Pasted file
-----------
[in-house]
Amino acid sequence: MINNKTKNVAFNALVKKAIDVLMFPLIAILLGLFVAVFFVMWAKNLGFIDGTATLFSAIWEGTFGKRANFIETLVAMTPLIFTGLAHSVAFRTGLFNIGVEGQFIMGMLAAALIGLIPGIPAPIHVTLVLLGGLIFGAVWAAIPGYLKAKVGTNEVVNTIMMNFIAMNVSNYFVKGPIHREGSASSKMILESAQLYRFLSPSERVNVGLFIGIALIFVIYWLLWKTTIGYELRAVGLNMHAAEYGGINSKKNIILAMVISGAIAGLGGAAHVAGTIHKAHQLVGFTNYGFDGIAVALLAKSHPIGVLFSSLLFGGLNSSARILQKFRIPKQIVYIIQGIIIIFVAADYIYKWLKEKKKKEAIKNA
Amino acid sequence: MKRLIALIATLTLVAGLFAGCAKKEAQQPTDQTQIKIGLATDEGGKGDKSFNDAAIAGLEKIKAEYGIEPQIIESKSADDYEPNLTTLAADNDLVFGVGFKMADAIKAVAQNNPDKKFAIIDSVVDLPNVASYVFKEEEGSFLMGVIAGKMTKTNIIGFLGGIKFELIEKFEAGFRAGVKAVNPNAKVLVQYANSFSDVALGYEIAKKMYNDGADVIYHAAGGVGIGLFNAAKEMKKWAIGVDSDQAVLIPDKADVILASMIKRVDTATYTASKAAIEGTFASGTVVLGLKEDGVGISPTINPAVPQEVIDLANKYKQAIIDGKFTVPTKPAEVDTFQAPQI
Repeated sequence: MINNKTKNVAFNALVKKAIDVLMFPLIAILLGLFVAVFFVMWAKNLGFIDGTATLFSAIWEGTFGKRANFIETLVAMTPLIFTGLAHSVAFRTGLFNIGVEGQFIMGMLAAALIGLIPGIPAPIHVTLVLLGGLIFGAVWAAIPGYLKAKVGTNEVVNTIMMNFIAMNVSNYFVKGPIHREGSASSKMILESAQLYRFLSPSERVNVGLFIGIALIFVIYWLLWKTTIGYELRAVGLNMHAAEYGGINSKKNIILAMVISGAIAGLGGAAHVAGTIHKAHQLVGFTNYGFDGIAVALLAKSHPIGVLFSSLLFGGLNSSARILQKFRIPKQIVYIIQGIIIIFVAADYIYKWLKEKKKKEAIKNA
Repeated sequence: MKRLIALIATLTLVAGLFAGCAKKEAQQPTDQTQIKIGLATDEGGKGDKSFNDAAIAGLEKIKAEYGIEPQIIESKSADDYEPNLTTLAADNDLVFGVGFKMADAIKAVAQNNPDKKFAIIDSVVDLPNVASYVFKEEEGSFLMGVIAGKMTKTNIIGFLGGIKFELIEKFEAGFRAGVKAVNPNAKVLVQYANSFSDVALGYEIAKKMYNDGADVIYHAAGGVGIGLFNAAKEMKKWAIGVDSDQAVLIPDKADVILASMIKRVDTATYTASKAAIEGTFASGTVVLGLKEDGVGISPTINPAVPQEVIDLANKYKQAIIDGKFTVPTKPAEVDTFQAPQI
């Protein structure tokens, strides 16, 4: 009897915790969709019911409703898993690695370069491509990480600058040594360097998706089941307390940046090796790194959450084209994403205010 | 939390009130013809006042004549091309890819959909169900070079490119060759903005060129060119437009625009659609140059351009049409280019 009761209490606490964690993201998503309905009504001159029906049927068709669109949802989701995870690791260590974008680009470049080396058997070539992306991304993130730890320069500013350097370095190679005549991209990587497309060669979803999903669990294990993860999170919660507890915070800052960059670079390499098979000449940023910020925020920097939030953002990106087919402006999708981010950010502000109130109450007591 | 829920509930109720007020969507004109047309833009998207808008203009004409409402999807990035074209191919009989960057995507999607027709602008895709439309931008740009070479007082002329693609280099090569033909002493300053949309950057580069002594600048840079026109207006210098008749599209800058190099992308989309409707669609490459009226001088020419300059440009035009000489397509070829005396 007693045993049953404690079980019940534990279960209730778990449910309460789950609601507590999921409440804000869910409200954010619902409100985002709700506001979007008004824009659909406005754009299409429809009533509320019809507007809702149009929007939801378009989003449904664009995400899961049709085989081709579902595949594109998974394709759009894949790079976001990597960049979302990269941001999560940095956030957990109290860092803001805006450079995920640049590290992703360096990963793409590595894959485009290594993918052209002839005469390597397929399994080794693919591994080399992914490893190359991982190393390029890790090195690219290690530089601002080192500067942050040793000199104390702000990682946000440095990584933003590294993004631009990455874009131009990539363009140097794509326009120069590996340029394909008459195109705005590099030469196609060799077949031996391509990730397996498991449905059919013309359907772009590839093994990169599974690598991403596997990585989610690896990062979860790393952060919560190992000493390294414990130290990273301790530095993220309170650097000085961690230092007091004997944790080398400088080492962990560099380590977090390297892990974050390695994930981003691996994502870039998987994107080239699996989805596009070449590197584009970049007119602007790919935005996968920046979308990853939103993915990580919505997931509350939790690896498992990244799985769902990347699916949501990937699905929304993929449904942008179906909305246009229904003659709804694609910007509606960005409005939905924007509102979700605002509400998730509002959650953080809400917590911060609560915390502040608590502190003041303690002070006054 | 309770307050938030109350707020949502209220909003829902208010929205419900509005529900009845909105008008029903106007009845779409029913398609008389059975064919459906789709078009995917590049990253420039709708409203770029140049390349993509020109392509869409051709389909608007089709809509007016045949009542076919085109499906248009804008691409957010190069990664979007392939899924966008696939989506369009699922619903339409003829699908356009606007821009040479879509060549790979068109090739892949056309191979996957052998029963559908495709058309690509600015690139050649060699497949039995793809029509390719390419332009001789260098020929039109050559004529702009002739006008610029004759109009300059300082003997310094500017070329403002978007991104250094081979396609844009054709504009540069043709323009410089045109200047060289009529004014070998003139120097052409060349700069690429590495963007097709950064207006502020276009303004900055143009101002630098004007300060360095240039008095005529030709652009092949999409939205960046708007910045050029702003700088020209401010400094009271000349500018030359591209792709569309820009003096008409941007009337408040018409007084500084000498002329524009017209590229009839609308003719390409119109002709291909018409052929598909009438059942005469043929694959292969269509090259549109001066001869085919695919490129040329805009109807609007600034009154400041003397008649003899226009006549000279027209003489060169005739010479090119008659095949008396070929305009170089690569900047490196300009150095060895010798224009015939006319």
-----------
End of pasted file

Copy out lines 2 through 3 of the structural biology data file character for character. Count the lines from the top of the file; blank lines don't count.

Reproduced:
Amino acid sequence: MINNKTKNVAFNALVKKAIDVLMFPLIAILLGLFVAVFFVMWAKNLGFIDGTATLFSAIWEGTFGKRANFIETLVAMTPLIFTGLAHSVAFRTGLFNIGVEGQFIMGMLAAALIGLIPGIPAPIHVTLVLLGGLIFGAVWAAIPGYLKAKVGTNEVVNTIMMNFIAMNVSNYFVKGPIHREGSASSKMILESAQLYRFLSPSERVNVGLFIGIALIFVIYWLLWKTTIGYELRAVGLNMHAAEYGGINSKKNIILAMVISGAIAGLGGAAHVAGTIHKAHQLVGFTNYGFDGIAVALLAKSHPIGVLFSSLLFGGLNSSARILQKFRIPKQIVYIIQGIIIIFVAADYIYKWLKEKKKKEAIKNA
Amino acid sequence: MKRLIALIATLTLVAGLFAGCAKKEAQQPTDQTQIKIGLATDEGGKGDKSFNDAAIAGLEKIKAEYGIEPQIIESKSADDYEPNLTTLAADNDLVFGVGFKMADAIKAVAQNNPDKKFAIIDSVVDLPNVASYVFKEEEGSFLMGVIAGKMTKTNIIGFLGGIKFELIEKFEAGFRAGVKAVNPNAKVLVQYANSFSDVALGYEIAKKMYNDGADVIYHAAGGVGIGLFNAAKEMKKWAIGVDSDQAVLIPDKADVILASMIKRVDTATYTASKAAIEGTFASGTVVLGLKEDGVGISPTINPAVPQEVIDLANKYKQAIIDGKFTVPTKPAEVDTFQAPQI